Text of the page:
Belief in the malign power of witches was centuries old. The Old Testament contained several condemnations of sorcerers and witches.

Catholic Papal bulls were issued as early as 1258 declaring witchcraft, which rejected God in favour of Satan, to be a heresy; and the Protestant reformers, Martin Luther and John Calvin, argued that witches must be killed. However, the Protestant Reformation and the Catholic Counter-Reformation gave new impetus to witch-hunting. In England, a series of acts of Parliament, quoting Exodus, “Thou shall not suffer a witch to live”, were passed in 1542, 1563 and 1604.

These first made witchcraft a statutory offence, punishable in extreme cases by death by hanging. Only if a victim had been killed by poisoning was death by burning permitted. Ninety per cent of all alleged witches in England were women and in all about a quarter of them were executed.

The Scots under King James VI had no compunction about burning witches. In 1597 he became the only reigning monarch in history to write a pamphlet “Daemonologie” (The Science of Demons) which declared his belief in witches, “the instruments of Satan”. He was convinced that they caused storms, sickness, madness, deformity and death. In every Scottish church there was a box in which anyone could post an accusation of witchcraft.

As a result, when James became king of England, the new statute of 1604 made hanging a mandatory punishment for the first offence of witchcraft. No proof of malicious intent was necessary: a Devil’s mark was sufficient. From now on the state rather than the church dealt with witchcraft. In the same year, Marlowe’s Faust intensified hatred and fear of witches; but it was Shakespeare’s Macbeth, first performed before the royal court in 1606, which implied that witches could cause sea storms and contribute to the murder of a lawful monarch.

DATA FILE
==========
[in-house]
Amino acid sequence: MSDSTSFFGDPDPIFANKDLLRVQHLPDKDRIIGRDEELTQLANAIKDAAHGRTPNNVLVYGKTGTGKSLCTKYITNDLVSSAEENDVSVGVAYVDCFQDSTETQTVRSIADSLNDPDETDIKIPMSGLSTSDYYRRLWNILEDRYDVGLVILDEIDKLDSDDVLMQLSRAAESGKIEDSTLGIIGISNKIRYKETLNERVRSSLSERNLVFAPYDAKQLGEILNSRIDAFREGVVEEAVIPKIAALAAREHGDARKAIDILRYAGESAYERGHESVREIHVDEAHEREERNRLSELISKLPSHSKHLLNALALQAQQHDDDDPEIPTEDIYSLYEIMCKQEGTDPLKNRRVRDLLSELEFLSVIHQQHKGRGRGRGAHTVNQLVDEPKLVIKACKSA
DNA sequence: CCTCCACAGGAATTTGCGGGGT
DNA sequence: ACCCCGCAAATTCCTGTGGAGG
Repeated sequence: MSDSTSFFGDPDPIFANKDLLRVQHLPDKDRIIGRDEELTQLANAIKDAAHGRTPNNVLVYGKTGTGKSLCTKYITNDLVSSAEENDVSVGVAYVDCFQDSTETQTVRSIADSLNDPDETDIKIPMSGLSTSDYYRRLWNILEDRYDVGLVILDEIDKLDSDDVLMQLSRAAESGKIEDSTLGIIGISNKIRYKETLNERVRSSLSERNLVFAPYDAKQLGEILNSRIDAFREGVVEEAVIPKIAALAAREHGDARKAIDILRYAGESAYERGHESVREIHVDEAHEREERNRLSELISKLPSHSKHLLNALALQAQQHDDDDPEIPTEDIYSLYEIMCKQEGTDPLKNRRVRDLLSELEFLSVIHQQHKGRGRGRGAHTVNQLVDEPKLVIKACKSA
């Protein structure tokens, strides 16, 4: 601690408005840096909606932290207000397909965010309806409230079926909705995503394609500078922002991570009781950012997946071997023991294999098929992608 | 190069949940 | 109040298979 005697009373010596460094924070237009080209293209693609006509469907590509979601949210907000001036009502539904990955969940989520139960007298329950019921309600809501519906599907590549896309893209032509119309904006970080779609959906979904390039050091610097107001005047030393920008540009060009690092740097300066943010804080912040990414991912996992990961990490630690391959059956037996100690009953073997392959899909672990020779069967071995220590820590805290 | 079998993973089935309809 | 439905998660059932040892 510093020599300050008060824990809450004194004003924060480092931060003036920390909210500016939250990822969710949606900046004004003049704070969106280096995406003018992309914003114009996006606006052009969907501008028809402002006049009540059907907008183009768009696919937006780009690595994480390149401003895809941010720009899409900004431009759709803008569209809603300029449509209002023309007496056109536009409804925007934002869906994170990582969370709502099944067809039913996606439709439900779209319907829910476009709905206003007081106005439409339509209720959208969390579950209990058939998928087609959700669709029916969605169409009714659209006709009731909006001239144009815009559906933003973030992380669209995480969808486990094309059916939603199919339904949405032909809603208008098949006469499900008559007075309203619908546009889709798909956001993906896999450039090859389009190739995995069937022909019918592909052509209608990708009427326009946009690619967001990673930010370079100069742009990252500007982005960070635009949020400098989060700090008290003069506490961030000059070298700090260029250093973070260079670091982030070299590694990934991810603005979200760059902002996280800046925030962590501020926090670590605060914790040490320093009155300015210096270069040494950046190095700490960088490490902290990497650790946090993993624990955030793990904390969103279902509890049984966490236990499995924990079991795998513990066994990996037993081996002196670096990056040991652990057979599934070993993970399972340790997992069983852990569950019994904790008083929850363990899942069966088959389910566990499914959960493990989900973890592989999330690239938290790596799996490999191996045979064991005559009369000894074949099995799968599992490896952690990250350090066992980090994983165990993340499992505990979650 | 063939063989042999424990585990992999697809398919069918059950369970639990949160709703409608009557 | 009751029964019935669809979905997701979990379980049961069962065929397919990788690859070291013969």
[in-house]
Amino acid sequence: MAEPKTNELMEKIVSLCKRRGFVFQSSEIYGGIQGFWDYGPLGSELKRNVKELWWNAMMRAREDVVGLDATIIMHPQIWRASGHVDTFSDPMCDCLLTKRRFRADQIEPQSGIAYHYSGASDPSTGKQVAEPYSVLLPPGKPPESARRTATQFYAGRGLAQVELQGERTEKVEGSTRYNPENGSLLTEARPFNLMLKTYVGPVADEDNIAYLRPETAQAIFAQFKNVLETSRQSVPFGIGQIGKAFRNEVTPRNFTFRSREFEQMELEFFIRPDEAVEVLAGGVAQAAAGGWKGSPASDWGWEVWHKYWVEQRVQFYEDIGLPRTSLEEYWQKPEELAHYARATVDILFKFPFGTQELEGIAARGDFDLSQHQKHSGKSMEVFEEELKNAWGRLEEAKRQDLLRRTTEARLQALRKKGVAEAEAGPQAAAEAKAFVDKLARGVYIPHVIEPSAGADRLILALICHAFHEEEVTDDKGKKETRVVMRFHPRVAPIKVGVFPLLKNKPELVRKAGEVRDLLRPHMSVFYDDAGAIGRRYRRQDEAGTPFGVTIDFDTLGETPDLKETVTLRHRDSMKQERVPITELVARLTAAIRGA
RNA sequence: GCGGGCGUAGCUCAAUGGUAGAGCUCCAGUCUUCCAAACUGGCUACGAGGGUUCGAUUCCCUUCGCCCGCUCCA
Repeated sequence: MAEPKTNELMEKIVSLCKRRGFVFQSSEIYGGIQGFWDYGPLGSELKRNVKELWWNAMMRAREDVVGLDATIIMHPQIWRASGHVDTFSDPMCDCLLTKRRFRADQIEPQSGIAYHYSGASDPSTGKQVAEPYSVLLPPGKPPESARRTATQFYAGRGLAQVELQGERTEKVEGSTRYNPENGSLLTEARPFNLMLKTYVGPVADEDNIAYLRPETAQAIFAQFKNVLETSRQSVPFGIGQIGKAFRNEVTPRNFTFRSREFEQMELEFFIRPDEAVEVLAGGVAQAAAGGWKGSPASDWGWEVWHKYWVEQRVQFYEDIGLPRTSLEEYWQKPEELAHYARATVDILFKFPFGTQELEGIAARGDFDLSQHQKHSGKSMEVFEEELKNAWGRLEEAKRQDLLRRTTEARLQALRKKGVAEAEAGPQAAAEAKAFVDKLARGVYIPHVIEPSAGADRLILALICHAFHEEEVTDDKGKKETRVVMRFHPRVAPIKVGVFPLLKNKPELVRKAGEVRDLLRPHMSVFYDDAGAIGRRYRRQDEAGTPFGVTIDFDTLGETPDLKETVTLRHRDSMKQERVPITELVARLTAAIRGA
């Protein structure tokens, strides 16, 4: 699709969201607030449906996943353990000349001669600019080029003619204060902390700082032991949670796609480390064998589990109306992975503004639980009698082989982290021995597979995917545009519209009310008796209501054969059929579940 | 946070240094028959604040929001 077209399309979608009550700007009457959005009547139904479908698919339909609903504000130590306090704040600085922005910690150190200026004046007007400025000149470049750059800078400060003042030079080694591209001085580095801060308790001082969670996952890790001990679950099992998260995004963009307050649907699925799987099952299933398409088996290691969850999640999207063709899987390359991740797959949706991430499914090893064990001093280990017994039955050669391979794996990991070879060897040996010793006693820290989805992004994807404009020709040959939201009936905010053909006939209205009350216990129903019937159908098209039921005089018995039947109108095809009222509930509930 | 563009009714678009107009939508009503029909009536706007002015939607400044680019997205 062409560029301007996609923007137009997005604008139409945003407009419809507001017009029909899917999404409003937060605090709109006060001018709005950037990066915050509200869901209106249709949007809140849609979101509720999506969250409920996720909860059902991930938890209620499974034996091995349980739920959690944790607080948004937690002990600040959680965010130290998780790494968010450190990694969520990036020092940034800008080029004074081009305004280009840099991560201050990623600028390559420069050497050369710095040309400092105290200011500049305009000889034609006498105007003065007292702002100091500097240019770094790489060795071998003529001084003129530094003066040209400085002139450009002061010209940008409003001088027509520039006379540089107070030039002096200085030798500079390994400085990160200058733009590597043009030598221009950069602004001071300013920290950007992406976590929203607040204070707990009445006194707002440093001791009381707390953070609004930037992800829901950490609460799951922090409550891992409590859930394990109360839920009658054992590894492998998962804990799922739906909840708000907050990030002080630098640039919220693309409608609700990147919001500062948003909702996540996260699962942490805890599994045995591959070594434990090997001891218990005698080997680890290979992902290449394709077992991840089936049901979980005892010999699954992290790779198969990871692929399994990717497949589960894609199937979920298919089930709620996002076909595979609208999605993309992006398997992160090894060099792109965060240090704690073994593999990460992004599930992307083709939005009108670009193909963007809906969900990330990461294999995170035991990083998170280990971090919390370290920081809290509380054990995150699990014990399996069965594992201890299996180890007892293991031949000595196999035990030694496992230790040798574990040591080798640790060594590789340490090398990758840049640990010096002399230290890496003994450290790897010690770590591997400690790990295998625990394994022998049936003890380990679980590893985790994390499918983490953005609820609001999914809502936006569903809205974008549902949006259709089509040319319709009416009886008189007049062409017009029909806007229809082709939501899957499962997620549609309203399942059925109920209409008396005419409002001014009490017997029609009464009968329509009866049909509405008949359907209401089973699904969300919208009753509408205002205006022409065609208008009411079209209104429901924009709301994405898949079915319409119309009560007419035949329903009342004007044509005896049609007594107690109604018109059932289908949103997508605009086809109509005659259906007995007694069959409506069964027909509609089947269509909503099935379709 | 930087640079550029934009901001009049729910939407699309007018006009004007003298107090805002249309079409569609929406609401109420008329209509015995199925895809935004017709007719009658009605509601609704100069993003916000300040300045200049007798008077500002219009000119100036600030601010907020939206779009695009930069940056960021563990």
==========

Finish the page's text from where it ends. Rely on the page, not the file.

The Gunpowder Plot of 1605 had strengthened the conviction of many Protestants like King James that there was a close link between Catholic practices and witchcraft. Witches were traitors as well as heretics. In 1612, the Pendle witch trials at York and Lancaster led to the deaths of ten. A nine-year old denounced her sister, elder brother, mother, grandmother and several neighbours. They were all hanged the next day.

However, by 1619, King James seems to have lost interest in witches: his published “Meditation on the Lord’s Prayer” never mentioned them. During the next two decades, the 1620s and 1630s, witch hunting appeared to have died out. But the Civil Wars of the 1640s and 1650s stimulated the final wave in England of the barbarous persecution of alleged witches. Charles I had always assumed, unlike his father, that witch hunts were associated with Puritan fanaticism and the events in East Anglia between 1645 and 1647 support his view. During those two years, 184 women were tried and at least a hundred executed, most of them totally innocent.

The last conviction for witchcraft, later overturned, was in 1712. When the magistrate was told that the accused had flown through the air, he remarked, “There is no law in England against flying.” Finally, in 1736, Parliament repealed the English and Scottish witchcraft statutes. [to be continued]